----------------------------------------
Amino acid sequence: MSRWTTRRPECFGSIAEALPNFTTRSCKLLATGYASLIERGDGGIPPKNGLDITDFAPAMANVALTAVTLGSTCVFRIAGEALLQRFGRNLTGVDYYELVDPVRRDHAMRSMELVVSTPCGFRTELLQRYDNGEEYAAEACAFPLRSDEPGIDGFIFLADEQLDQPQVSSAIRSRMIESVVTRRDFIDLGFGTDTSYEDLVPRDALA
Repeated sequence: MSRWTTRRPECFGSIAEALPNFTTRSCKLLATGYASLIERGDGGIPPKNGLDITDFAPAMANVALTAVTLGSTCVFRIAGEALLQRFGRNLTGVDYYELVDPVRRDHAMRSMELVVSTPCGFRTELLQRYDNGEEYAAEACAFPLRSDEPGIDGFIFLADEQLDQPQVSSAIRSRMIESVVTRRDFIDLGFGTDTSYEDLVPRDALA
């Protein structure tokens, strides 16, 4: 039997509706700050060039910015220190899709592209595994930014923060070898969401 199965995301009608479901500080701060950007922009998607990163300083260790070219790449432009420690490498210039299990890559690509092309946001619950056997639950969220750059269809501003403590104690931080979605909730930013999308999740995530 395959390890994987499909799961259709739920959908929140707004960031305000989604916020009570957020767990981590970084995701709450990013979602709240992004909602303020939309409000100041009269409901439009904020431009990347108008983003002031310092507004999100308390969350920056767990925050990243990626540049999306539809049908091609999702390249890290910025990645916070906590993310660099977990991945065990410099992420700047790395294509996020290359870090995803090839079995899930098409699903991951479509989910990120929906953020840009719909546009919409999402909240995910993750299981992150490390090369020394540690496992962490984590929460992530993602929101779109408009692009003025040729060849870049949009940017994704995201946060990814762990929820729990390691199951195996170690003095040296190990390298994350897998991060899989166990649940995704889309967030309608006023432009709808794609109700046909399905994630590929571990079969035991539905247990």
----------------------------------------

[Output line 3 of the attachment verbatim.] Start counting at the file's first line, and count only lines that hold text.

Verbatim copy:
């Protein structure tokens, strides 16, 4: 039997509706700050060039910015220190899709592209595994930014923060070898969401 199965995301009608479901500080701060950007922009998607990163300083260790070219790449432009420690490498210039299990890559690509092309946001619950056997639950969220750059269809501003403590104690931080979605909730930013999308999740995530 395959390890994987499909799961259709739920959908929140707004960031305000989604916020009570957020767990981590970084995701709450990013979602709240992004909602303020939309409000100041009269409901439009904020431009990347108008983003002031310092507004999100308390969350920056767990925050990243990626540049999306539809049908091609999702390249890290910025990645916070906590993310660099977990991945065990410099992420700047790395294509996020290359870090995803090839079995899930098409699903991951479509989910990120929906953020840009719909546009919409999402909240995910993750299981992150490390090369020394540690496992962490984590929460992530993602929101779109408009692009003025040729060849870049949009940017994704995201946060990814762990929820729990390691199951195996170690003095040296190990390298994350897998991060899989166990649940995704889309967030309608006023432009709808794609109700046909399905994630590929571990079969035991539905247990």